However, an operational audit the state Auditor General's office released in March was critical of the agency's expenses, operations, and investments from October 2012 through June 2014, the review period.
Mayfield requested the $200,000 audit.
State auditors cited 15 areas questioning FMPA operations, including fuel hedging practices and FMPA's decision to enter 14 swaps with a notional amount of $700 million in November 2006 in anticipation of issuing debt to pay for a portion of a coal plant project.
In February 2007, the PSC postponed a decision to license the coal project, and by July of that year then-Gov. Charlie Crist issued an executive order prohibiting new coal plant construction.
No bonds were issued by FMPA for the cancelled coal project that would have been covered by the forward swaps.
Entering into the swaps in advance of the bond issuance was not consistent with industry practices used by other joint action agencies comparable to FMPA, auditors said.
The swaps would have cost $150.13 million to terminate as of March 30, according to FMPA assistant general manager Mark McCain.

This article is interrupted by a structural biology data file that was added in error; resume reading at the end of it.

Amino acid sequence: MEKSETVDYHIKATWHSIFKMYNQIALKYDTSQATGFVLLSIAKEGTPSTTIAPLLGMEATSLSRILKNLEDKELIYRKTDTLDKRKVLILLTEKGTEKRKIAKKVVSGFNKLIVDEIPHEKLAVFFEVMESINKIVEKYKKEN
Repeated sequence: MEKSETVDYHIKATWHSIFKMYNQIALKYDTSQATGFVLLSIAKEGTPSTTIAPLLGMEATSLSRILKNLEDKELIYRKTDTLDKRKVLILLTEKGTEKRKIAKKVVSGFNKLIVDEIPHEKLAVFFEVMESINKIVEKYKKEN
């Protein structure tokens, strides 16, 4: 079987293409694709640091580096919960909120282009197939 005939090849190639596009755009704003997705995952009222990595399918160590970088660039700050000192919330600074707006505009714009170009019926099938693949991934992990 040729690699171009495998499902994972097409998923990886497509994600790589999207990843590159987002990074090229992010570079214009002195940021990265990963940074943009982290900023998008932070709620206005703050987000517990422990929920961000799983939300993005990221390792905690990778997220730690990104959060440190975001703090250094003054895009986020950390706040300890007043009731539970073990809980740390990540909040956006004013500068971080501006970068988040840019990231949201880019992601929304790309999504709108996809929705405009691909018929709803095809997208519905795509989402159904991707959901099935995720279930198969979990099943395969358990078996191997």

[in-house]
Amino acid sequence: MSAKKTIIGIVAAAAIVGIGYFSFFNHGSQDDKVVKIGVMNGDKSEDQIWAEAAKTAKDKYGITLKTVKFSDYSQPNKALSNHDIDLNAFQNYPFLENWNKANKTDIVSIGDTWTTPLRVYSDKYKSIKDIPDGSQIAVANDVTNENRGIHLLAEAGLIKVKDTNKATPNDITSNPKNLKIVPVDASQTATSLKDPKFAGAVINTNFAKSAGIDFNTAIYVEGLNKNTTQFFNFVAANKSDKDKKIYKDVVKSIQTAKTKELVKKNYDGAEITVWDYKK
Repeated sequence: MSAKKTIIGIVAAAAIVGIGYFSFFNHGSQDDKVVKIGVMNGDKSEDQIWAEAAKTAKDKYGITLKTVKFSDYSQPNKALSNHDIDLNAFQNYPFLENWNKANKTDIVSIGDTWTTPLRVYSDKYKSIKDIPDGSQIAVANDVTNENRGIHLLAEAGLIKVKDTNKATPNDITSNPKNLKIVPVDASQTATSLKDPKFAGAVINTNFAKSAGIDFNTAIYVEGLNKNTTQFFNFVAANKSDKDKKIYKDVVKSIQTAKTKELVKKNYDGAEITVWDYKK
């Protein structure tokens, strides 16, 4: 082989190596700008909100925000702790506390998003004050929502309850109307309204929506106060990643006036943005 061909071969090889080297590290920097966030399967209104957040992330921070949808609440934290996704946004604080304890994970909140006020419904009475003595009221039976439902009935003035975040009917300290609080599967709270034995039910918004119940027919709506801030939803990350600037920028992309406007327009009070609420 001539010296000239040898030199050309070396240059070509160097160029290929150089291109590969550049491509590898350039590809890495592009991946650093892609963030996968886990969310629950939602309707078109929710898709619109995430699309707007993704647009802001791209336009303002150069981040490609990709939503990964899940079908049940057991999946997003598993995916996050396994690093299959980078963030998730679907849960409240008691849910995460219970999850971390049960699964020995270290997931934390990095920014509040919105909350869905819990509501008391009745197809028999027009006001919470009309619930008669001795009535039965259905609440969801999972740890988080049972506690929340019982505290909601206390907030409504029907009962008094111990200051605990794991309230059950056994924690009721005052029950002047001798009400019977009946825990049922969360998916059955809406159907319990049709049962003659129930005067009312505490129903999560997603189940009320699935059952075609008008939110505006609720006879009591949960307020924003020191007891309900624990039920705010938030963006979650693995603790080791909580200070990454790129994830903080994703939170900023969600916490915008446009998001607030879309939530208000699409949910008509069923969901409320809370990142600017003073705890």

McCain said the agency's executive committee in February approved a credit agreement with Wells Fargo and Bank of America to provide interim financing for the swap termination costs. This month the committee and consultants will discuss strategies for dealing with the swaps, which must be terminated by Sept. 30.
The Auditor General's report also criticized FMPA for spending and hiring policies, including a provision to pay the chief executive officer six months of his salary and health insurance premiums for life if terminated for cause.
During the period covered by the audit, the power agency spent $23,844 on parties, tickets to local tourist attractions, staff gift cards for various occasions, Orlando Magic NBA season tickets, charity fund-raising lunches, and retirement parties.
FMPA also spent $12,030 for flowers, Christmas tree rentals, and decorations. Another $106,850 was spent on meetings, refreshment catering, vendor services for utensils, plates and cups, and break room supplies.
"We have already take action on a number of recommendations, and every audit recommendation will be addressed in the coming months," McCain told The Bond Buyer.